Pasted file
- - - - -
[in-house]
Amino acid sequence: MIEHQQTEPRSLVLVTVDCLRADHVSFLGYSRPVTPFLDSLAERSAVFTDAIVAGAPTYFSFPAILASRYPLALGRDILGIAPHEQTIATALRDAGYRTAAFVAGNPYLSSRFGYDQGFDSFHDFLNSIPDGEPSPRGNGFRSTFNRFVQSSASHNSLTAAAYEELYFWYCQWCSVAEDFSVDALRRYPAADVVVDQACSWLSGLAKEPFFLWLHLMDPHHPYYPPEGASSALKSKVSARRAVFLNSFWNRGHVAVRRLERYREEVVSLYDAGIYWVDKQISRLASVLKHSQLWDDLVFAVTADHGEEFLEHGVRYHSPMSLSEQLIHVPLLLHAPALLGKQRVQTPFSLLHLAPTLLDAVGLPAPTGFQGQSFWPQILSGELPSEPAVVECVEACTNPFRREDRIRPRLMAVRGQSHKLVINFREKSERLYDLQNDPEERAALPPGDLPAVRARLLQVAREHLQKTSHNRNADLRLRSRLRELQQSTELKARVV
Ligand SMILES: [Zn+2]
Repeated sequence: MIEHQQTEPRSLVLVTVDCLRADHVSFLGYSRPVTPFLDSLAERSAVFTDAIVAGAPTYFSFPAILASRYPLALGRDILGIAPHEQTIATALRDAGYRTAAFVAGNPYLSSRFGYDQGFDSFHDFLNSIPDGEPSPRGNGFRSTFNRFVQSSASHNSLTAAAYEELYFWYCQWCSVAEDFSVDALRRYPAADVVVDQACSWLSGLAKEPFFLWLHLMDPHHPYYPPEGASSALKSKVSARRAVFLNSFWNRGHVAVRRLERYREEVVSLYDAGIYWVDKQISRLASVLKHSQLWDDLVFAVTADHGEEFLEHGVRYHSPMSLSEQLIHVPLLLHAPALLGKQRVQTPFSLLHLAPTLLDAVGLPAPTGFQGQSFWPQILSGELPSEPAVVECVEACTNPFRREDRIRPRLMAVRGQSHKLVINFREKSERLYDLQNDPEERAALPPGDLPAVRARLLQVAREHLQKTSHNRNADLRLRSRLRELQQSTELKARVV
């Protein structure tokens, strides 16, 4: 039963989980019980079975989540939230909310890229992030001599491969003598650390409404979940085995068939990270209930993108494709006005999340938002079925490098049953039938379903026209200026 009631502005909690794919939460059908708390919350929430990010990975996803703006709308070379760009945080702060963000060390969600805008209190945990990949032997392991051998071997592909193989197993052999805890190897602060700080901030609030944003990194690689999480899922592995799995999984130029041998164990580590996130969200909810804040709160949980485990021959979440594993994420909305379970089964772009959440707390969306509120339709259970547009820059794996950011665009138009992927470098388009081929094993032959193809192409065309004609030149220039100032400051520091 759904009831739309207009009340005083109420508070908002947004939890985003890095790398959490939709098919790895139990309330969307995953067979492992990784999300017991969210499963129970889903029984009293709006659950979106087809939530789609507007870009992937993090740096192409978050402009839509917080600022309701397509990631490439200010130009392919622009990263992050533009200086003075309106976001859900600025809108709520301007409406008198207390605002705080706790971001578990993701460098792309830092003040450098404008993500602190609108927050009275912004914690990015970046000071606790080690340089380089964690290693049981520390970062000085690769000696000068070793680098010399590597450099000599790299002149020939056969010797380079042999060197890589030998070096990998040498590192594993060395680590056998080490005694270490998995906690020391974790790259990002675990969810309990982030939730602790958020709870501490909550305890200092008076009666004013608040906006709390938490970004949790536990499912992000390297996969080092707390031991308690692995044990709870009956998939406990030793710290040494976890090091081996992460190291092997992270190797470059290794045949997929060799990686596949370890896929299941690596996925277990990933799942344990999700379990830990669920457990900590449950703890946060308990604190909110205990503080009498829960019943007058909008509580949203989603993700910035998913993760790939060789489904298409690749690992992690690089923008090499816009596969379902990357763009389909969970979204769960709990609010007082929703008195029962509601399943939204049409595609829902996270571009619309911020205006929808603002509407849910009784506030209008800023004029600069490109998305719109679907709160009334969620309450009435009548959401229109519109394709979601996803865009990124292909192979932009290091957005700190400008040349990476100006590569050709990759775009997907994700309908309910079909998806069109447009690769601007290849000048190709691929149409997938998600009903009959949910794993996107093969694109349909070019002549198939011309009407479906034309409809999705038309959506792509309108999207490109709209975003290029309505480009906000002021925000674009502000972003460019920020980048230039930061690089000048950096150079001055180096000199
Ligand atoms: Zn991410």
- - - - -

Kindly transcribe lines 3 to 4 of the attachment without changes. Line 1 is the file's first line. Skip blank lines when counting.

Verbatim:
Ligand SMILES: [Zn+2]
Repeated sequence: MIEHQQTEPRSLVLVTVDCLRADHVSFLGYSRPVTPFLDSLAERSAVFTDAIVAGAPTYFSFPAILASRYPLALGRDILGIAPHEQTIATALRDAGYRTAAFVAGNPYLSSRFGYDQGFDSFHDFLNSIPDGEPSPRGNGFRSTFNRFVQSSASHNSLTAAAYEELYFWYCQWCSVAEDFSVDALRRYPAADVVVDQACSWLSGLAKEPFFLWLHLMDPHHPYYPPEGASSALKSKVSARRAVFLNSFWNRGHVAVRRLERYREEVVSLYDAGIYWVDKQISRLASVLKHSQLWDDLVFAVTADHGEEFLEHGVRYHSPMSLSEQLIHVPLLLHAPALLGKQRVQTPFSLLHLAPTLLDAVGLPAPTGFQGQSFWPQILSGELPSEPAVVECVEACTNPFRREDRIRPRLMAVRGQSHKLVINFREKSERLYDLQNDPEERAALPPGDLPAVRARLLQVAREHLQKTSHNRNADLRLRSRLRELQQSTELKARVV